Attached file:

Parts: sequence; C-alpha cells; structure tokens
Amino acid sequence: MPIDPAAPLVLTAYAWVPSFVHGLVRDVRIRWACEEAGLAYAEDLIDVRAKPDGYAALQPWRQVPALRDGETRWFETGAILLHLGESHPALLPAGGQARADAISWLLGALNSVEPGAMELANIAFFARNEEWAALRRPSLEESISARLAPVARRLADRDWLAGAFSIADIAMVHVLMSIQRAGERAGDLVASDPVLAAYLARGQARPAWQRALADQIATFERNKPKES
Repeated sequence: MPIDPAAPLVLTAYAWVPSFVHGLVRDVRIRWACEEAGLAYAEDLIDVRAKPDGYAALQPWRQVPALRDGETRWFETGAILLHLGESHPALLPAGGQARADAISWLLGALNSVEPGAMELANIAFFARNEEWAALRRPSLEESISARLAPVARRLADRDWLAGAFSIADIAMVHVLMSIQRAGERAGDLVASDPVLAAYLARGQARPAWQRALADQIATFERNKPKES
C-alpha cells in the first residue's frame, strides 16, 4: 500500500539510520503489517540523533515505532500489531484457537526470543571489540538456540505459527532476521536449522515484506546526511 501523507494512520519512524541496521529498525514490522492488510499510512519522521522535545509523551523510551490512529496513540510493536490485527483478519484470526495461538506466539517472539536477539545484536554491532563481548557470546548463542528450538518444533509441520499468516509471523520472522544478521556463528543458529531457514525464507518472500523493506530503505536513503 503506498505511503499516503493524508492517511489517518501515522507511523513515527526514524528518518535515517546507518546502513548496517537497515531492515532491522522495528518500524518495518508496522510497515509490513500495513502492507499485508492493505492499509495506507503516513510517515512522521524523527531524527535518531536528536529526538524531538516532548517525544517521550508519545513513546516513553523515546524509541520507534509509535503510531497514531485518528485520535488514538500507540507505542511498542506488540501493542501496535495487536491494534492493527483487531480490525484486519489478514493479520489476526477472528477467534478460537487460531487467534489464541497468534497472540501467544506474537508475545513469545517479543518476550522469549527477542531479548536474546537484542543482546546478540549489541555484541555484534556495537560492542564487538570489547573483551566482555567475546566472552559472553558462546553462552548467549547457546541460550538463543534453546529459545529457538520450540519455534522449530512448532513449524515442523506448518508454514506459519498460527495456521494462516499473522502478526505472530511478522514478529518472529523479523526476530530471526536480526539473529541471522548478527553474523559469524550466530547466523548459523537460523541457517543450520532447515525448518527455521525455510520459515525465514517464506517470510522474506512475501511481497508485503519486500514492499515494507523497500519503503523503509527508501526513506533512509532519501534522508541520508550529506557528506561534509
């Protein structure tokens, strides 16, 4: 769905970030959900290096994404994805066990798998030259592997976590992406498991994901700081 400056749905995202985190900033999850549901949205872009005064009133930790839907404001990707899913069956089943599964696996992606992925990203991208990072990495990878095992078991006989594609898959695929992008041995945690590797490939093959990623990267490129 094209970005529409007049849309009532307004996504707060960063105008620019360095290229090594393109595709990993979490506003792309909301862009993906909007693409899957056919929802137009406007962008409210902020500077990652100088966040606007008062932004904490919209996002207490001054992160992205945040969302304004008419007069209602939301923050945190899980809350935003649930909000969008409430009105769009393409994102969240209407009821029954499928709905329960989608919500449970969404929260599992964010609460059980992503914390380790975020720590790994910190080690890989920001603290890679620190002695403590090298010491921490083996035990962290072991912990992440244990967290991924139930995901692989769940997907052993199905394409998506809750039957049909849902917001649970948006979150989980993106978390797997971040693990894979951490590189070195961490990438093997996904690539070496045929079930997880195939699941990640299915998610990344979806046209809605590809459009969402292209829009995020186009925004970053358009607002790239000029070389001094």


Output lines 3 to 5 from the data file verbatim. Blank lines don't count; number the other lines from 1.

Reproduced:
Repeated sequence: MPIDPAAPLVLTAYAWVPSFVHGLVRDVRIRWACEEAGLAYAEDLIDVRAKPDGYAALQPWRQVPALRDGETRWFETGAILLHLGESHPALLPAGGQARADAISWLLGALNSVEPGAMELANIAFFARNEEWAALRRPSLEESISARLAPVARRLADRDWLAGAFSIADIAMVHVLMSIQRAGERAGDLVASDPVLAAYLARGQARPAWQRALADQIATFERNKPKES
C-alpha cells in the first residue's frame, strides 16, 4: 500500500539510520503489517540523533515505532500489531484457537526470543571489540538456540505459527532476521536449522515484506546526511 501523507494512520519512524541496521529498525514490522492488510499510512519522521522535545509523551523510551490512529496513540510493536490485527483478519484470526495461538506466539517472539536477539545484536554491532563481548557470546548463542528450538518444533509441520499468516509471523520472522544478521556463528543458529531457514525464507518472500523493506530503505536513503 503506498505511503499516503493524508492517511489517518501515522507511523513515527526514524528518518535515517546507518546502513548496517537497515531492515532491522522495528518500524518495518508496522510497515509490513500495513502492507499485508492493505492499509495506507503516513510517515512522521524523527531524527535518531536528536529526538524531538516532548517525544517521550508519545513513546516513553523515546524509541520507534509509535503510531497514531485518528485520535488514538500507540507505542511498542506488540501493542501496535495487536491494534492493527483487531480490525484486519489478514493479520489476526477472528477467534478460537487460531487467534489464541497468534497472540501467544506474537508475545513469545517479543518476550522469549527477542531479548536474546537484542543482546546478540549489541555484541555484534556495537560492542564487538570489547573483551566482555567475546566472552559472553558462546553462552548467549547457546541460550538463543534453546529459545529457538520450540519455534522449530512448532513449524515442523506448518508454514506459519498460527495456521494462516499473522502478526505472530511478522514478529518472529523479523526476530530471526536480526539473529541471522548478527553474523559469524550466530547466523548459523537460523541457517543450520532447515525448518527455521525455510520459515525465514517464506517470510522474506512475501511481497508485503519486500514492499515494507523497500519503503523503509527508501526513506533512509532519501534522508541520508550529506557528506561534509
């Protein structure tokens, strides 16, 4: 769905970030959900290096994404994805066990798998030259592997976590992406498991994901700081 400056749905995202985190900033999850549901949205872009005064009133930790839907404001990707899913069956089943599964696996992606992925990203991208990072990495990878095992078991006989594609898959695929992008041995945690590797490939093959990623990267490129 094209970005529409007049849309009532307004996504707060960063105008620019360095290229090594393109595709990993979490506003792309909301862009993906909007693409899957056919929802137009406007962008409210902020500077990652100088966040606007008062932004904490919209996002207490001054992160992205945040969302304004008419007069209602939301923050945190899980809350935003649930909000969008409430009105769009393409994102969240209407009821029954499928709905329960989608919500449970969404929260599992964010609460059980992503914390380790975020720590790994910190080690890989920001603290890679620190002695403590090298010491921490083996035990962290072991912990992440244990967290991924139930995901692989769940997907052993199905394409998506809750039957049909849902917001649970948006979150989980993106978390797997971040693990894979951490590189070195961490990438093997996904690539070496045929079930997880195939699941990640299915998610990344979806046209809605590809459009969402292209829009995020186009925004970053358009607002790239000029070389001094």